It started with a simple joke over twenty years ago about my hair. I had that typical mid-to-late 90’s look with the too tall, over-sprayed bangs that looked like they should have a tiny surfer on them. I had a co-worker who teased me about them relentlessly, he’d walk past and bounce my “wave” down, just to see it pop back up as if it had never been touched. He also happens to be artistically gifted, so when I showed up to work with most of the length cut off my hair, but the bangs still standing tall, he drew a quick cartoon sketch on a napkin. I absolutely loved it. I’ve kept it all this time. It’s even been my profile picture on Facebook. It always reminds me of a time when I was probably the happiest I’ve ever been. I had a job I loved, a social life that didn’t leave me exhausted and desperate to be alone for days to recover, and I didn’t completely hate the girl in the mirror.
Over the years, things changed. My mental illnesses worsened, as they often do for twentysomethings, I lost that job (not because I was fired, but because the job itself ceased to exist) and I realized I was in love with someone who would never love me (that is a whole other story and a LOT of therapy sessions away from being written about). I moved to California with my best friend. Looks great on paper, but I had no car and I’m not good at making friends. Nikki has been my best friend since I was 16. She is the BEST best friend anyone could ask for. But I’d never been so far from home. I felt helpless. No car, nothing to keep me busy but work…my old friend bulimia returned. Like other forms of self harm, a binge can take the pain away for a while. I exacerbated things by refusing to purge. I’d stuff myself sick and let myself suffer in the aftermath. I felt like I deserved it.
Eventually, I moved back to Florida. Another job I hated, more time spend with my father making me feel worthless and ugly, more time spent hurting myself. I started avoiding mirrors. I ducked away from cameras. I hated everything about myself. I wanted to die. In December of 2001, I began planning my suicide. I didn’t want to ruin Christmas or New Year’s, so I settled on January 7th of 2002 as the day I would take a handful of pills, climb into bed and never have to wake up to my ugly face again.
The short version of the story is that I didn’t do it, obviously. What stopped me required more detail than I’m ready to write down at the moment. I’m here, still alive, still angry at mirrors. I’ve worked hard to lose weight, nearly 150 pounds, but it hasn’t made me feel more confident. I’m still fat, but now I also have lots of saggy skin. I’m going to be 41 this year, so it’s not like my skin is going to go back to the way it was when I was younger. I’m disgusted by my body.
For a while, I was able to dye my hair wild colors, and that did give me a temporary boost. Hot pink hair and a fake nose stud (don’t ask) made me feel kind of good about myself. Black lipstick and combat boots made me feel empowered. For the new year, I began a selfie project, with the intent to take and post a selfie a day in hopes that I could learn to love my face…or at least hate it less. It didn’t work and I gave up after a while. I had a friend once tell me, “Everyone is beautiful to someone,” but I have a hard time believing it. Yes, I have friends and relatives who will tell me, “No, you’re beautiful,” but when the only people in years who have indicated that they found me sexually desirable are creepy fat fetishists online, compliments from friends and family don’t do much.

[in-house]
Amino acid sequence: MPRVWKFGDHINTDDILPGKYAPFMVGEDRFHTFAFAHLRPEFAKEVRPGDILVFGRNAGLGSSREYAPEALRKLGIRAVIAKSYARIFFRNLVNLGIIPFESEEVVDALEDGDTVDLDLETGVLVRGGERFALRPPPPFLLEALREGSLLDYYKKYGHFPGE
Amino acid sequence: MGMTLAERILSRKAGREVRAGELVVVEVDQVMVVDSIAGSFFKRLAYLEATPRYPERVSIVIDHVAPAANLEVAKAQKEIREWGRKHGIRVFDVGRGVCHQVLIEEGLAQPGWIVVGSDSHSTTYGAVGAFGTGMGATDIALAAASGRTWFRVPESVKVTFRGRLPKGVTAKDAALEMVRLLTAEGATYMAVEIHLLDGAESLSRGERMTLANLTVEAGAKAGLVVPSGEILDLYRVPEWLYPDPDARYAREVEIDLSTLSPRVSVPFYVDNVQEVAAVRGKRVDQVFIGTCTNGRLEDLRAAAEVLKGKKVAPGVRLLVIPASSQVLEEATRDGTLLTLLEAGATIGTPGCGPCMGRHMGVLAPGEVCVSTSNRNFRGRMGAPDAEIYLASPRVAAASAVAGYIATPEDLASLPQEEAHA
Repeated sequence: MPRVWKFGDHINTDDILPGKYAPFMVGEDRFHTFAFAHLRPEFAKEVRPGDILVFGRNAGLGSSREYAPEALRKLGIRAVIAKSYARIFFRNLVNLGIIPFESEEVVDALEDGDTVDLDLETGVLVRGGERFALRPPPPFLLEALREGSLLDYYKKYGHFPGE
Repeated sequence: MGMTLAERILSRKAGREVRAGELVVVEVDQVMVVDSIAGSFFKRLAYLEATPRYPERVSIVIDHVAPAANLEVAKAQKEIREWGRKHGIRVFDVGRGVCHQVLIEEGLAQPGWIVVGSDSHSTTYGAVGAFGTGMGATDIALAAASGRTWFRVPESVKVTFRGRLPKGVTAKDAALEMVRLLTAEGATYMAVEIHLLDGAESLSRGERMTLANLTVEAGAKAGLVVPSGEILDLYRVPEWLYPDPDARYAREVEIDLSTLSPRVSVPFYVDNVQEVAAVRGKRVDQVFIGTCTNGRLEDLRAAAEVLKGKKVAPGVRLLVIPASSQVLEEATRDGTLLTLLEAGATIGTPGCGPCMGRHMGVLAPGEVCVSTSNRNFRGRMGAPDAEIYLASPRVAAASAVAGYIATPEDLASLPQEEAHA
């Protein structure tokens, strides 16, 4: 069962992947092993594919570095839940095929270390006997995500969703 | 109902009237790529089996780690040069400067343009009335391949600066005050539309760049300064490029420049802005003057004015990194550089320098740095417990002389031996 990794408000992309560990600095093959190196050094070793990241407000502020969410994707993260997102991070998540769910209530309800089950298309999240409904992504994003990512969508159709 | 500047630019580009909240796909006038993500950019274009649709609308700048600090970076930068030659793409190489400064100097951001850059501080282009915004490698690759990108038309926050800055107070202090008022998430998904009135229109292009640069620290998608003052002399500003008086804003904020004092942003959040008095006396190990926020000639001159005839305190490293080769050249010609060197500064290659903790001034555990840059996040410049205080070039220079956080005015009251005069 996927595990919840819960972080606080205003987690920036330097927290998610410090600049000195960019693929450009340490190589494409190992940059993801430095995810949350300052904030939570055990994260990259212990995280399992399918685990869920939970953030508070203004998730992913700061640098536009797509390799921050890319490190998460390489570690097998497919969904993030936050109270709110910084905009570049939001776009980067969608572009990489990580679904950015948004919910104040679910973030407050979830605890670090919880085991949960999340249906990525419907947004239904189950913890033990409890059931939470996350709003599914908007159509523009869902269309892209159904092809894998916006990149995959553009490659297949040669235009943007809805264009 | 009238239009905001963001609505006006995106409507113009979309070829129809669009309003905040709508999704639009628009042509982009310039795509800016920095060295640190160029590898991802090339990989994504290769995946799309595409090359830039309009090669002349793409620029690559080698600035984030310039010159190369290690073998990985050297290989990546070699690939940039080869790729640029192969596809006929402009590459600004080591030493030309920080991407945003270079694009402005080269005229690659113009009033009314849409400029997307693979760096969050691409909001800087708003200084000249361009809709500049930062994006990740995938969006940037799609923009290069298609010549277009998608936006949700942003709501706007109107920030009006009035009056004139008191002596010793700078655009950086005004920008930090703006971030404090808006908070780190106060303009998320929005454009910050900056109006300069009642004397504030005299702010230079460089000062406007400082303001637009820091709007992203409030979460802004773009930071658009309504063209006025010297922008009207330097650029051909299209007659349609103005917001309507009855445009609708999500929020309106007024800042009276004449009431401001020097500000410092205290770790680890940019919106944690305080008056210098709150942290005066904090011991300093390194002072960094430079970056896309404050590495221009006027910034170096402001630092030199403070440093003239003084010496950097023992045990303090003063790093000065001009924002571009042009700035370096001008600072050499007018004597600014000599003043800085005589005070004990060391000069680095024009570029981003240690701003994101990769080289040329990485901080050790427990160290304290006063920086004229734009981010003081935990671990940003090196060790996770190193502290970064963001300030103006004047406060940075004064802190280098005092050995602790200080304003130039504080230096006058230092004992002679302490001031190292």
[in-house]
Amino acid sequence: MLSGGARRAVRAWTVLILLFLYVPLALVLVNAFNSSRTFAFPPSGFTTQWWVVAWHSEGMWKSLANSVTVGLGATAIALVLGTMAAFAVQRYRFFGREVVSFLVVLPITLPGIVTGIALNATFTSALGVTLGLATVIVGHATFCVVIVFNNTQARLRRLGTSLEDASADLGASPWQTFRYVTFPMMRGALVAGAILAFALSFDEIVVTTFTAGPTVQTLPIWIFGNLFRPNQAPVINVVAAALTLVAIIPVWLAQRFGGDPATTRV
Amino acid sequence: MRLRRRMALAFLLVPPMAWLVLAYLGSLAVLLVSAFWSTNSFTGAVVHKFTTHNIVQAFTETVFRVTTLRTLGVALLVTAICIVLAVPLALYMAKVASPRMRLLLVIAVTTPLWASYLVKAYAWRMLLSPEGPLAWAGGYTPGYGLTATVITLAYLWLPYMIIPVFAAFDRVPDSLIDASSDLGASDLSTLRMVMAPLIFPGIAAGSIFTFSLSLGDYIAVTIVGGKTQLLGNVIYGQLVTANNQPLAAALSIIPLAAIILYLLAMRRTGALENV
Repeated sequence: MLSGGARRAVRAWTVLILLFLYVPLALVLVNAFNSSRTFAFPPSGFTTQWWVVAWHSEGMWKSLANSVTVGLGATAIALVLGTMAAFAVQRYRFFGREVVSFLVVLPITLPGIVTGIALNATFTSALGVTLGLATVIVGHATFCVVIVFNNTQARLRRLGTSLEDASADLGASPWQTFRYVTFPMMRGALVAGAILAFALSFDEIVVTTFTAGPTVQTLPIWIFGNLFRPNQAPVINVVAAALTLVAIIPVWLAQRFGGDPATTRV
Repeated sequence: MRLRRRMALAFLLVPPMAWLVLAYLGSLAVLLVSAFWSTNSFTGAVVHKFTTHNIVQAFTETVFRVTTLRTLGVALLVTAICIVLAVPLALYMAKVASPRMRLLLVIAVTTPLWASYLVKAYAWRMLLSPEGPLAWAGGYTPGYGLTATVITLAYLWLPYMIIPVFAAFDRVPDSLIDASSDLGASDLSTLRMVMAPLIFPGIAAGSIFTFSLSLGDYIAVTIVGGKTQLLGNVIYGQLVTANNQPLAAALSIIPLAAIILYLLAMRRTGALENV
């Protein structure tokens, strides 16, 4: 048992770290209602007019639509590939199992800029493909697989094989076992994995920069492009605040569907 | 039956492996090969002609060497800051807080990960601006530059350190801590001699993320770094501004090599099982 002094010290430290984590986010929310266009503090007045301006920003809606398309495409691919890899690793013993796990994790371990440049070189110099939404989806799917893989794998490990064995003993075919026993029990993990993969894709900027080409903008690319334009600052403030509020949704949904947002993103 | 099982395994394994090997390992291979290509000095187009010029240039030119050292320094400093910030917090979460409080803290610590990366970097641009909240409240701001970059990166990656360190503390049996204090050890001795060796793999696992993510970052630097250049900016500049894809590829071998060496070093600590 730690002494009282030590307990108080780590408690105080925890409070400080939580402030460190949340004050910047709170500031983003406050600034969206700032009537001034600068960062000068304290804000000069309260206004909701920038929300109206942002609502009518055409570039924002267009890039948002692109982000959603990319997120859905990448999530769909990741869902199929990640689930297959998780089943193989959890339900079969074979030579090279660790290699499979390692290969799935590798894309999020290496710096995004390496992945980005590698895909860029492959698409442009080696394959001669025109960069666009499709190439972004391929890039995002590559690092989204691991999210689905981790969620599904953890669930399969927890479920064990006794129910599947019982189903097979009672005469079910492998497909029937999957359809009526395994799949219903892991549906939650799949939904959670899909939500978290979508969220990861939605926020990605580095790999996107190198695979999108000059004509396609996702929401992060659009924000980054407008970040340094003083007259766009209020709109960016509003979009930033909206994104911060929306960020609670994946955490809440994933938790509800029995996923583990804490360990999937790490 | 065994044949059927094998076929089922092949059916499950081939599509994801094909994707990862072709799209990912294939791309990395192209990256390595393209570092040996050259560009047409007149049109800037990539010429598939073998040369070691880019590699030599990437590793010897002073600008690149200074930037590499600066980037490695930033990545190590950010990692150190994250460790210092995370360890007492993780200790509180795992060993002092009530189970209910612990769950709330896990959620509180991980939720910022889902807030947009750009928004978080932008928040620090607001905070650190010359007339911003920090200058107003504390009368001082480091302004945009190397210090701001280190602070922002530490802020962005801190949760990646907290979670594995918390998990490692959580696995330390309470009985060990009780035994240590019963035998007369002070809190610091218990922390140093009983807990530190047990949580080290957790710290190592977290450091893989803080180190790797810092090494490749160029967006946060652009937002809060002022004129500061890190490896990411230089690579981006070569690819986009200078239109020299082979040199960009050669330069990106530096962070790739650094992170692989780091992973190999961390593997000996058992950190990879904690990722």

My current job is okay with funky hair, but I’m delaying having it dyed again until the Autumn, because the only exercise my body can handle right now is swimming. Chlorine and vibrant hair color don’t mix. Instead, I’ve been playing with color hair sprays and wearing my fake nose rings, forcing myself to wear makeup when I don’t want to, because there is a part of me that still hopes I can find a way to love myself.
I have often wondered what it would be like to see myself through someone else’s eyes. Would I look just as hideous to them as I do to myself? Would I see something in my eyes that I’ve never caught in the mirror? Is there any chance that I’m not the repulsive ogress I see when I look at pictures of myself?
With twenty years between that napkin cartoon and now, my former co-worker, now my long-time friend, posted some of his artwork online. I joked about how it was an honor to be immortalized in one of his creations, even if the purpose was to mock your (absolutely ridiculous) hair style. I shared the drawing, proud to have ever been drawn by him. A short time later, he posted a new drawing. A color pencil sketch of my profile picture. I couldn’t find the words. I spent the next few days staring at it. There is something about the eyes that I find so lovely. I look at it and it’s me, but it can’t be me, because it’s beautiful. I still haven’t said a proper thank you for this gift – and it IS a gift – and I don’t know that I ever will find the words. How do you thank someone for making you feel that you have value? They say a picture is worth 1000 words. These are mine. Thank you.